Birds on Stamps

Emberiza schoeniclus 

Emberiza schoeniclus

In English en

The Reed Bunting (Emberiza schoeniclus) is an approximately Chaffinch-sized bird of the Emberizidae-family buntings, which has of six other species in our country. At spring, the Reed Buntings arrive onto our country over a fairly long time span, from the end of March until the end of May. Their return migration back to their winter areas, mainly in west and southwest Europe, takes place fairly regularly at the middle of September, with the main migration at the end of the month. Occasionally, perhaps a bit more regularly nowadays with the climate change, some of the Reed Buntings attempt to spend the winter on our southern coast and in Åland. The bird migrates both at night and at daytime.

The Reed Bunting lives throughout Finland, but is most numerous in the northern parts. Overall its nesting stock is estimated to be about 300.000 couples.

The Reed Bunting is a typical territorial species, seeking out its territory from damp, bushy areas. It’s not too picky about it, as long as there’s at least some willow thicket, alder or reed bed available. The female builds the nest, usually at the root of a bush, out of grass, with the interior lining consisting of hair or some such material. Around the middle of May, the female lays, on average, five cyan, black-patterned eggs. Both parents brood the eggs, and they hatch after around two weeks. Both of the parents also feed the hatchlings with insects, with a side dish of spiders and other invertebrates. The young birds leave the nest at around one and half weeks of age, and have some flying ability when two weeks old. The parents feed the young birds for about a month.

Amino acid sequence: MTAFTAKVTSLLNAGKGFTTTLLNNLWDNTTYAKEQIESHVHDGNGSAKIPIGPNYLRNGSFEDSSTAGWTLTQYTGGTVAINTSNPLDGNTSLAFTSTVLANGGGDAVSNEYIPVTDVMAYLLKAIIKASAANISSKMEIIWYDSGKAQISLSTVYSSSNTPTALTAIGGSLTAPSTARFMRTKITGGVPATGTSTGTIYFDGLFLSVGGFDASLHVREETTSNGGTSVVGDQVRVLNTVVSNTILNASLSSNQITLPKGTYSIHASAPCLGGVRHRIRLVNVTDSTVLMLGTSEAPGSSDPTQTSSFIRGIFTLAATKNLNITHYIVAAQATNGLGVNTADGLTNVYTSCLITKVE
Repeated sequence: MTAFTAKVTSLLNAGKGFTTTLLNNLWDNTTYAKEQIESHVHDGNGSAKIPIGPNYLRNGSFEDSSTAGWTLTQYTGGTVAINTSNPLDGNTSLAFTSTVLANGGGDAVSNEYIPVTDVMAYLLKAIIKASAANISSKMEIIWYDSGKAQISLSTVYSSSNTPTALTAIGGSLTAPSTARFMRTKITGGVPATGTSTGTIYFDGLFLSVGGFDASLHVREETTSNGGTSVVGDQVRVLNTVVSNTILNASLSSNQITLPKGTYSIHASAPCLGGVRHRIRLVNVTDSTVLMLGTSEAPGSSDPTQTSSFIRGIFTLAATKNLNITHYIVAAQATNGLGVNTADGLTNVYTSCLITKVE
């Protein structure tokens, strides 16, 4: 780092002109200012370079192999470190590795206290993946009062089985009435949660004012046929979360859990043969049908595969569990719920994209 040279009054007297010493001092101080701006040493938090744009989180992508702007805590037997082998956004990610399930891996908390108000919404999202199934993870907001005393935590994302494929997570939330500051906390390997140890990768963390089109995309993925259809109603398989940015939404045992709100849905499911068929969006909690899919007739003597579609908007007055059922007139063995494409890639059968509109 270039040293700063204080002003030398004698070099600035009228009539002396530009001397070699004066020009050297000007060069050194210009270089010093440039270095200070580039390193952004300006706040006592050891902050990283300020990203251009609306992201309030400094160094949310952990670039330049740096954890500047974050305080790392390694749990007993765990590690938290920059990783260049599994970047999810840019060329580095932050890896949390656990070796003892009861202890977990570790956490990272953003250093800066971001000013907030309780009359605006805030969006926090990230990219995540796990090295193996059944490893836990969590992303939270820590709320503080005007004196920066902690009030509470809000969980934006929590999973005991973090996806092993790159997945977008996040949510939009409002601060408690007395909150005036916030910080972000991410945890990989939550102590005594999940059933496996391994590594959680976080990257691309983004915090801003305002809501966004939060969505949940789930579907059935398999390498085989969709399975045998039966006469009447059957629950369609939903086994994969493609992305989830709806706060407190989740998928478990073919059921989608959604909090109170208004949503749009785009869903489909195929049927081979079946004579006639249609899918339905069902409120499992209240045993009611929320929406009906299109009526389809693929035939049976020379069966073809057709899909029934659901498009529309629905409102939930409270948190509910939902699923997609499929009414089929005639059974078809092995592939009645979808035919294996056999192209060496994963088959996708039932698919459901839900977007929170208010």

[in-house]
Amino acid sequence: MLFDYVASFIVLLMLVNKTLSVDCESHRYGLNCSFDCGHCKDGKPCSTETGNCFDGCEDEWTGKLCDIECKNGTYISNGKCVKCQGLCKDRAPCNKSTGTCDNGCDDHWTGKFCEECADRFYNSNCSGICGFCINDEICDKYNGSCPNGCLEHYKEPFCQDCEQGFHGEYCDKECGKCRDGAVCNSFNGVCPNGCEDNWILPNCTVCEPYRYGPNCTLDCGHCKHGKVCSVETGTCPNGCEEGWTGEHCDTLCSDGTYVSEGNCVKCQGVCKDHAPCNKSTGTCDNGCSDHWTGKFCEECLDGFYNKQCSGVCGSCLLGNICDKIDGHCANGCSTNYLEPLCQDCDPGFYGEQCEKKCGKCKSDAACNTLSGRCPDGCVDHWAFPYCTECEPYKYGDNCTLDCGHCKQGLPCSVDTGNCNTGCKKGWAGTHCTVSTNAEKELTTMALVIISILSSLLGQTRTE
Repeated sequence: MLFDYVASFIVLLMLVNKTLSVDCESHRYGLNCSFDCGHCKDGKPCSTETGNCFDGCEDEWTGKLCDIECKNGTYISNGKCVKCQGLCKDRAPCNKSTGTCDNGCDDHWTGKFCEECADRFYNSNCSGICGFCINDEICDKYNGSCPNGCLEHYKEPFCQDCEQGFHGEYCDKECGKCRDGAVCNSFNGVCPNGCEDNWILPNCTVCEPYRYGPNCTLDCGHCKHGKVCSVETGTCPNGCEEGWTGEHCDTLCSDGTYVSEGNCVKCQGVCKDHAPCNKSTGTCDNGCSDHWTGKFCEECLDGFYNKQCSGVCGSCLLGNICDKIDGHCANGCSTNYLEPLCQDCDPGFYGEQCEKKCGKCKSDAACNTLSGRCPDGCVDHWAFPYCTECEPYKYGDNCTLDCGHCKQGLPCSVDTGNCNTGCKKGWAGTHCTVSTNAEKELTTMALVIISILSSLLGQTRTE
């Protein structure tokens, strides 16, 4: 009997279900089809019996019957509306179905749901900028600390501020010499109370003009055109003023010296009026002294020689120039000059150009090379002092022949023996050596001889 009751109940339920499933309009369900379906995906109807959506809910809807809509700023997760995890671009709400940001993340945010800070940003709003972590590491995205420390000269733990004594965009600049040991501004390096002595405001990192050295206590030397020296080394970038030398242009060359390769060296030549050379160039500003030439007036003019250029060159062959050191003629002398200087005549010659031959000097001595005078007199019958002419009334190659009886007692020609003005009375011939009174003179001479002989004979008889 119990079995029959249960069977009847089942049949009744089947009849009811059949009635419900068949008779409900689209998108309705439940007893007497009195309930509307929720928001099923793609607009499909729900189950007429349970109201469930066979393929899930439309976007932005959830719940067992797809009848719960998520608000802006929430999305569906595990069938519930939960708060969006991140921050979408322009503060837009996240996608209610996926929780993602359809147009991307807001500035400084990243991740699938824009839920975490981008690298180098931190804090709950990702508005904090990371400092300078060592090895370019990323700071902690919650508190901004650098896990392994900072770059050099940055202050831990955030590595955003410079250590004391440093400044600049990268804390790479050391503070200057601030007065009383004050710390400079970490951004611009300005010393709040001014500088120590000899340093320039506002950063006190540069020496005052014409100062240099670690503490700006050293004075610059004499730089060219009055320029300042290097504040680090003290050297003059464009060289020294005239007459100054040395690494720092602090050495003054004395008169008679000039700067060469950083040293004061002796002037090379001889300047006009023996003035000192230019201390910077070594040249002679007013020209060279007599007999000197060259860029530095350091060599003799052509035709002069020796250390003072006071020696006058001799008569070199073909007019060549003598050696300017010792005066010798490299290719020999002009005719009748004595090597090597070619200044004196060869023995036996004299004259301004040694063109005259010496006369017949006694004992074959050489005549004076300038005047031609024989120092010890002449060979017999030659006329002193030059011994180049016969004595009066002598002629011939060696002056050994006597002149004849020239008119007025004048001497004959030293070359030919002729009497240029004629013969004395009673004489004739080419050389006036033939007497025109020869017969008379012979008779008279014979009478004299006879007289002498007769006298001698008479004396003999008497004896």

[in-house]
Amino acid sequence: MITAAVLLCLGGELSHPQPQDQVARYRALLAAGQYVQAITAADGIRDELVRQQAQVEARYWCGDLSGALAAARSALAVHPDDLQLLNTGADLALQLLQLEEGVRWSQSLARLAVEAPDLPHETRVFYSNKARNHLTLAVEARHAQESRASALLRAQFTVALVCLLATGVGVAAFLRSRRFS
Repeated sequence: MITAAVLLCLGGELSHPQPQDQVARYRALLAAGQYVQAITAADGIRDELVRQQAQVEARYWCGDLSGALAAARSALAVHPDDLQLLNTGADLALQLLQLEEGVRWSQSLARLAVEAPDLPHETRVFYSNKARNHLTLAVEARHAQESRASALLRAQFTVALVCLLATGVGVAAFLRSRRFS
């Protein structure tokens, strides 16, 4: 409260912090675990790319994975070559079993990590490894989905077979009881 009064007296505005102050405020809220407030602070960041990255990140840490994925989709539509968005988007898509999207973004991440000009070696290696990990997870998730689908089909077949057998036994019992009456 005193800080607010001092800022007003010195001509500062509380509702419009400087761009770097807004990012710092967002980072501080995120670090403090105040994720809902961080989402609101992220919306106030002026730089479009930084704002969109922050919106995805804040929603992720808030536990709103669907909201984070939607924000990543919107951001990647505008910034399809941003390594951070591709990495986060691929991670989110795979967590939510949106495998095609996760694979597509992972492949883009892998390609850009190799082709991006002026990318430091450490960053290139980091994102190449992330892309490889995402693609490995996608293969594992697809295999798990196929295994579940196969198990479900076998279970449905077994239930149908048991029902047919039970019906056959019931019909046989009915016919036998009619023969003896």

A Reed Bunting, when disturbed during nesting, will pretend to be crippled, in order to draw the disturber’s attention away from the nest.

By its coloration, the bird is mainly brown and beige-white with dark stripes in all of its plumages, excluding the male’s summer plumage. In summer, the male’s head, neck and part of the chest turns black. At this time the neck ring is also pure white, and the small white moustachial stripes  break the otherwise whole blackness of the head. This is how the bird which is often met in still leafless willows looks like, later on it tends to “disappear”.

The male can’t really be confused with other species nesting in Finland while in summer plumage. A Lapland Bunting in its autumn plumage might be confused with the Reed Bunting, but its maroon neck reveals the truth.


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